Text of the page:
Microsoft will support both Linux and Solaris in its next version of Virtual Server. But virtually, on top of Windows.

At the same time, the interim release of the product was renamed Virtual Server 2005 R2, rather than "Service Pack 1" because it will include significantly more changes than a usual service pack, said Zane Adam, director of marketing in the Windows Server division of Microsoft. The software giant typically offers service packs and interim releases called "R2s" between major updates to its server products.

Those "enhancements" include support for Linux and Solaris - technology that Microsoft is developing with the help of some of its partners, although Adam refused to say which.

Virtual Server 2005 R2 also will include 64-bit support, which allows more virtual machines to run on one server. It will feature better performance for virtual machines in memory-intensive applications, as well as higher availability through new clustering technologies, Adam said.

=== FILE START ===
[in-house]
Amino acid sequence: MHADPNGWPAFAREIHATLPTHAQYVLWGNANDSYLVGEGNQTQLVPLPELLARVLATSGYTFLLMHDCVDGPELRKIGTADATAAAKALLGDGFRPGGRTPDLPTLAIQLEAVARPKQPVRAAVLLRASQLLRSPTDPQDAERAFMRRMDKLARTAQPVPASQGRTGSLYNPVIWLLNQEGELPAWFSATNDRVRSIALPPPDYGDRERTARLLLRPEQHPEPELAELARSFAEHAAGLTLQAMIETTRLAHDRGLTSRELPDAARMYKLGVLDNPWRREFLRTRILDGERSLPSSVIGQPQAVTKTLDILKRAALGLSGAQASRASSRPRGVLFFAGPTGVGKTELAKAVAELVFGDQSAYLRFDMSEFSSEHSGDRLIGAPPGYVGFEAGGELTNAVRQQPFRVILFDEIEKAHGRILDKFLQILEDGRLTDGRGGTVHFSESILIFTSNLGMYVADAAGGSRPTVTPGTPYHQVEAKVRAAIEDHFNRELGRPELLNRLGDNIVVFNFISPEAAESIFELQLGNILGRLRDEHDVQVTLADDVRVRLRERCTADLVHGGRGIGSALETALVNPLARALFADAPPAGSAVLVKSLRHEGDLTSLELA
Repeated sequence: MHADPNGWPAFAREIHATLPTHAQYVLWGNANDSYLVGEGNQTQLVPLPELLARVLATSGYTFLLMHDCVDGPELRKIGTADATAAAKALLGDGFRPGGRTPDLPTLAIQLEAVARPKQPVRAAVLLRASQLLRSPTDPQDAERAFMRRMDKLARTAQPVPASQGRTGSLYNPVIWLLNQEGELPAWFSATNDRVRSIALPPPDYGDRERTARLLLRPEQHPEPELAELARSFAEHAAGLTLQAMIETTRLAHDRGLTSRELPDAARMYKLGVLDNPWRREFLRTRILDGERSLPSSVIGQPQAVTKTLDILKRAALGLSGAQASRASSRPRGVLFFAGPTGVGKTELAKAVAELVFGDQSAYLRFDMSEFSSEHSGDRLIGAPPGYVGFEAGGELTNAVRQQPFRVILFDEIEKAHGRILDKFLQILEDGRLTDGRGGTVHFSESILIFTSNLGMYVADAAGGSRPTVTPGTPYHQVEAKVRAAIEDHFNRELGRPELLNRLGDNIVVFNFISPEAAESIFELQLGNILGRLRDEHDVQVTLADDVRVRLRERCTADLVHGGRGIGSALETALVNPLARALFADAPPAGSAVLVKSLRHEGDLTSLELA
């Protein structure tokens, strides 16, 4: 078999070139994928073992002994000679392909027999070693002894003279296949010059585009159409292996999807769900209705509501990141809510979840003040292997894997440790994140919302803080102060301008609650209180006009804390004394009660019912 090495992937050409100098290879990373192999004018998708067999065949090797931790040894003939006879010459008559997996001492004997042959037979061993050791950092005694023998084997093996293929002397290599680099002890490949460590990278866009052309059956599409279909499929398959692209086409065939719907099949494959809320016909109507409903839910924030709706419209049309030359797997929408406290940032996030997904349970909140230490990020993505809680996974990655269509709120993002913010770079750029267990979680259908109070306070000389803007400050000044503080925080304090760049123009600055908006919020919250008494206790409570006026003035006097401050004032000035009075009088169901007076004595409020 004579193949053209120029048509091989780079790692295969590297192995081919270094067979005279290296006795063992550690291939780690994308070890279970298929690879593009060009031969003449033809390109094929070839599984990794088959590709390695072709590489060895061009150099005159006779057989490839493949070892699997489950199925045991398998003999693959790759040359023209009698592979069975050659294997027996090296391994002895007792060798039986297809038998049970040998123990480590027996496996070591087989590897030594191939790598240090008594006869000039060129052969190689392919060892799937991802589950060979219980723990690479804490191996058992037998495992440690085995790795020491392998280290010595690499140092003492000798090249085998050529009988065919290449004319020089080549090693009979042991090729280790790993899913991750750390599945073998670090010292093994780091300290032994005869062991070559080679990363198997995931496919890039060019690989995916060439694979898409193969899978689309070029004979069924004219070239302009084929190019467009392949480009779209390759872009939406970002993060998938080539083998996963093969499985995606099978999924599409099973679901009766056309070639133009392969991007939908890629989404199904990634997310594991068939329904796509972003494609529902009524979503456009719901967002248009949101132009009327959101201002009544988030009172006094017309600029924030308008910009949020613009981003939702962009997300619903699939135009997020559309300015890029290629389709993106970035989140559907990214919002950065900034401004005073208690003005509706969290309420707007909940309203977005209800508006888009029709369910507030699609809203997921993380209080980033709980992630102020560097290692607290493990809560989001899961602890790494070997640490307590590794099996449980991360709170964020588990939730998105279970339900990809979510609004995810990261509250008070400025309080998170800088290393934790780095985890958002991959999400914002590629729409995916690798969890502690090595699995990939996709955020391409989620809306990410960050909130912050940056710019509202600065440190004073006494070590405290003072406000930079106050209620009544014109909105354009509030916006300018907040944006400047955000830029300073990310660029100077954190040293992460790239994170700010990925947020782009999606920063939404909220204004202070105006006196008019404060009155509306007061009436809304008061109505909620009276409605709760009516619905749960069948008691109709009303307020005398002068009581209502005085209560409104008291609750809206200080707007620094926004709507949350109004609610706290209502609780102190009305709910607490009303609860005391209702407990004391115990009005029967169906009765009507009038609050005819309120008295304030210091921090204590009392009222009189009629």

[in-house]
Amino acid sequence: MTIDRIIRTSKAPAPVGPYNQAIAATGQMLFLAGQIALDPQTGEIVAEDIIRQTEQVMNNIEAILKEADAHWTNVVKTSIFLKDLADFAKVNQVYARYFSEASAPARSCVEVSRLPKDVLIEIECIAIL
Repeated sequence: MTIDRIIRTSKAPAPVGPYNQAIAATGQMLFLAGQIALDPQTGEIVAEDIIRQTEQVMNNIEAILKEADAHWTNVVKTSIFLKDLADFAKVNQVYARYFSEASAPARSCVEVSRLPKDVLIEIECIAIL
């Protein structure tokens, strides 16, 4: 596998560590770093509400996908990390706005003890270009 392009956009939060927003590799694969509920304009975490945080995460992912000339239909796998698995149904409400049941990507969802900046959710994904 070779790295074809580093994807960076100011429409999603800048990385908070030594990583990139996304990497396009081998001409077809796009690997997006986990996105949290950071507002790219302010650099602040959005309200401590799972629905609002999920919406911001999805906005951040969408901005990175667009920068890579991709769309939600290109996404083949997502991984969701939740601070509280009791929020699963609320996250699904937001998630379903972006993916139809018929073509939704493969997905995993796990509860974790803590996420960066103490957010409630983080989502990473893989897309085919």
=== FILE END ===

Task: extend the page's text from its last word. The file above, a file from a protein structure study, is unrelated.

Microsoft introduced Virtual Server in October 2004. It allows virtualisation of the Windows Server OS so multiple instances can run simultaneously on one server. It competes directly with virtualisation technology available from VMWare.

Microsoft CEO Steve Ballmer first announced in April that Microsoft would include third-party support for Linux in Virtual Server. At the same time, he also announced Hypervisor, a technology that will add the virtualisation and management features of Virtual Server directly to the OS. Hypervisor will eventually be included in the next major release of Windows Server, codenamed Longhorn, due 2007.

At the time of the Hypervisor announcement, the fate of Virtual Server as a standalone product was widely questioned, but Microsoft said it would continue to add enhancements to the product and sell in as a separate server product.

Zane reconfirmed those plans Wednesday and said a new full release of Virtual Server will follow its R2 version. The beta of that release will be available in the first half of 2006, with full availability of the product scheduled for the second half, he said.